Vargas took a somewhat unorthodox approach to the A’s offense, pumping fastball after fastball over the inner half of the plate to Oakland’s seven right-handed or switch-hitters. He didn’t have much command of his breaking ball, so the visitors only needed to concern themselves with the high-80s heater and low-80s changeup. And still they couldn’t crack Vargas’s code, as he struck out four and walked none.
Some questioned Royals general manager Dayton Moore’s decision to tender Vargas a four-year contract, but the former Angel has more than earned his $8 million paycheck with 1.7 WARP to date. Wednesday’s gem was both Vargas’ first complete game of the year and his most impressive showing in Royal blue.
If you’re going to pitch in Great American Ball Park, you’d better bring your best fastball command. Reds veteran Mike Leake should know that by now. Red Sox rookie Anthony Ranaudo, who was spotted a 2-0 first-inning lead, almost found out the hard way on Wednesday afternoon.
Here’s where Ranaudo threw it:
And here’s where it ended up. Lesson learned? Not quite:
If you can’t spot your fastball at the knees or paint the corners, even Schumaker—the owner of four homers in 881 plate appearances since the end of the 2011 season—and Leake, the opposing pitcher, can take you deep in the cozy Cincinnati yard.
Ranaudo got a reprieve because, in the fifth inning, Leake fell victim to his home park, too. He missed up with a heater and away with a curve. With the count 2-0 on Mike Napoli, a runner on first, and two away, Leake’s 90 mph offering caught too much of the dish:
Napoli’s homer capped a three-spot that gave Ranaudo a 5-3 lead. It did not, however, give him the ability to spot his fastball:
A seventh-round pick by the Red Sox in the 2006 draft, Kris Negron didn’t quite have the thump to carry the ball past the high wall to the left of center field, but he settled for his first career triple at his original employer’s expense. Todd Frazier drove Negron in with a sacrifice fly to bring the Reds to within a run, but that was as close as they’d get in the 5-4 defeat.
It was Cincinnati’s 16th setback in 25 games since the All-Star break and their 10th one-run downer in that span. Bryan Price’s squad is now 17-28 on the year in such tightly contested affairs. No other major-league club has dropped more than 24.
For seven-and-a-half innings in Baltimore last night, the story was the successful return of Michael Pineda from a teres major strain that had left him on the disabled list for more than three months.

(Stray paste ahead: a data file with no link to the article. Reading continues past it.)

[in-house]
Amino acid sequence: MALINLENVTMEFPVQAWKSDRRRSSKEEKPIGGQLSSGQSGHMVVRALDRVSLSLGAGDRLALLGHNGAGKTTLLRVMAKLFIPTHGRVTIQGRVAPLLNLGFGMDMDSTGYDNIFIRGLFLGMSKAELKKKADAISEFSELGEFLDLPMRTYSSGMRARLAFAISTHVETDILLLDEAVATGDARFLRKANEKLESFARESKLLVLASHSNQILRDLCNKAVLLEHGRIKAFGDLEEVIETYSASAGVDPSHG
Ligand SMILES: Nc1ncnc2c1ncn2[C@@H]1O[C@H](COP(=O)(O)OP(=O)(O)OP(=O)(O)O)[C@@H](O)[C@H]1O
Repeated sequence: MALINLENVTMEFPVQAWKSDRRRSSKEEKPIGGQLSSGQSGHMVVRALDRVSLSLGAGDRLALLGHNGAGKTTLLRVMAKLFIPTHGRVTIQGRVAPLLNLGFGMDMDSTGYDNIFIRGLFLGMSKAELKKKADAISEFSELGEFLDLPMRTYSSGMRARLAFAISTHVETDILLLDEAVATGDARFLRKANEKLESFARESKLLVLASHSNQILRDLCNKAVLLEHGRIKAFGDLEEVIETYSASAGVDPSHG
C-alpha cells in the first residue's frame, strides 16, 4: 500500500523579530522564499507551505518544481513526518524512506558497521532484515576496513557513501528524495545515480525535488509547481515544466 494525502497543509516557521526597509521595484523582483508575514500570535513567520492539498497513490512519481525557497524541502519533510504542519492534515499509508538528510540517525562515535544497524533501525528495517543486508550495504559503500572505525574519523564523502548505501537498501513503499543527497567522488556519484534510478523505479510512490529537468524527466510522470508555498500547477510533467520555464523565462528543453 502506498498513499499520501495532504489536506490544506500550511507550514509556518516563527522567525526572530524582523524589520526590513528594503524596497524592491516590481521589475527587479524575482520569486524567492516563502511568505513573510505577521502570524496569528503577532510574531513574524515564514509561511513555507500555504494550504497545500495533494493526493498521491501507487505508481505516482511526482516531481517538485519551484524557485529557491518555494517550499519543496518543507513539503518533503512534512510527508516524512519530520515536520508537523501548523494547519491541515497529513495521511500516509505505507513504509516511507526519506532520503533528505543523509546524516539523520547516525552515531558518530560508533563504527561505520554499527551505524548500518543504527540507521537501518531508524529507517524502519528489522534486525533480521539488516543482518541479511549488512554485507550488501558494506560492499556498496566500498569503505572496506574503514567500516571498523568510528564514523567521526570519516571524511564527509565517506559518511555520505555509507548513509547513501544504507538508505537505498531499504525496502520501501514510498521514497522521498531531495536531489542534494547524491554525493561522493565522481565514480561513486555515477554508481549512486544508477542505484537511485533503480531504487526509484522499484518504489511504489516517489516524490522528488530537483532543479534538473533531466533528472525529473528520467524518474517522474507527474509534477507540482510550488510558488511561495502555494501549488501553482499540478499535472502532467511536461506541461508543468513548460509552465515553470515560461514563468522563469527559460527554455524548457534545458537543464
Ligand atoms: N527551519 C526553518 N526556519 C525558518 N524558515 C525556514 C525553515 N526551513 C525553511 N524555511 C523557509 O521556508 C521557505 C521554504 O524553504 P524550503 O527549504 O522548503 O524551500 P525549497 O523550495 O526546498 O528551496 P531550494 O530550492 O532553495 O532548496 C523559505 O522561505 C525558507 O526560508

Pineda retired the first 12 Orioles he faced. In the meantime, his battery-mate, Francisco Cervelli, got the Yankees on the board with a third-inning bomb. But Chris Tillman kept the visitors at bay from that point on, and Nelson Cruz, the first batter in the bottom of the fifth, spoiled the fun.
As Pineda’s velocity waned, Cruz cranked a leadoff double. Two batters later, Steve Pearce singled him over to third, and the next hitter, Ryan Flaherty, brought Cruz home with a sacrifice fly. It took a fine play by third baseman Chase Headley for Pineda to get out of the fifth.
Most managers likely would’ve chosen a middle reliever or multi-inning arm to bridge the gap to the setup crew. Instead, Joe Girardi opted to bring his most dominant bullpenner, Dellin Betances, into the game in the sixth. Betances gave up a leadoff single to Nick Hundley, then recovered to strike out the side. He got through the seventh without a hitch, too, though Girardi didn’t. The skipper was tossed for arguing an interference call on Stephen Drew. And all the while, the Yankees were stuck on two.
Before getting the thumb, Girardi decided to let Betances, a former starter, begin the eighth inning with Shawn Kelley tossing lightly in case things came unglued. They did.
With nobody on and one out, Jonathan Schoop tied the game with one swing. The second baseman has treated the Yankees the way the mouthwash whose name he shares handles gingivitis. He carried a .385/.407/.808 line against New York into the game. Of his 11 long balls, four have come at the Bombers’ expense.
This one chased Betances and brought Kelley to the bump. Four batters and a slider that didn’t slide later, the Yankees were toast:
Adam Jones’ three-run dinger gave Zach Britton ample cushion to overcome his erratic command. Britton walked Mark Teixeira with one away, ahead of a Carlos Beltran double. But Headley’s RBI groundout only plated one run, and that was all the Yankees would get.
The Orioles have won their last two and eight of their past 10. Meanwhile, the Blue Jays have lost three in a row and the Yankees have fallen in four straight. Add it all up and Baltimore now enjoys a season-high 7 1/2-game lead in the American League East.
Yup, that’s a Joe Mauer home run, his first since May 4th, a 50-game span that wraps around a 40-day stint on the shelf with an oblique strain. It’s also his first big fly off a left-handed pitcher since he took Jose Quintana yard on August 16, 2013.
The solo shot opened the scoring in the sixth inning and the Twins scored twice more before the Astros got on the board. Kyle Gibson held Houston to just one run in 7 2/3 innings at Minute Maid Park, walking two and striking out four to trim his ERA to 3.96.
The Tribe ultimately ceded the nightcap, 1-0, in 12 innings. On the bright side, Cleveland won the front end of the twin bill, 3-2, behind eight innings of two-run work from ex-D’back Trevor Bauer.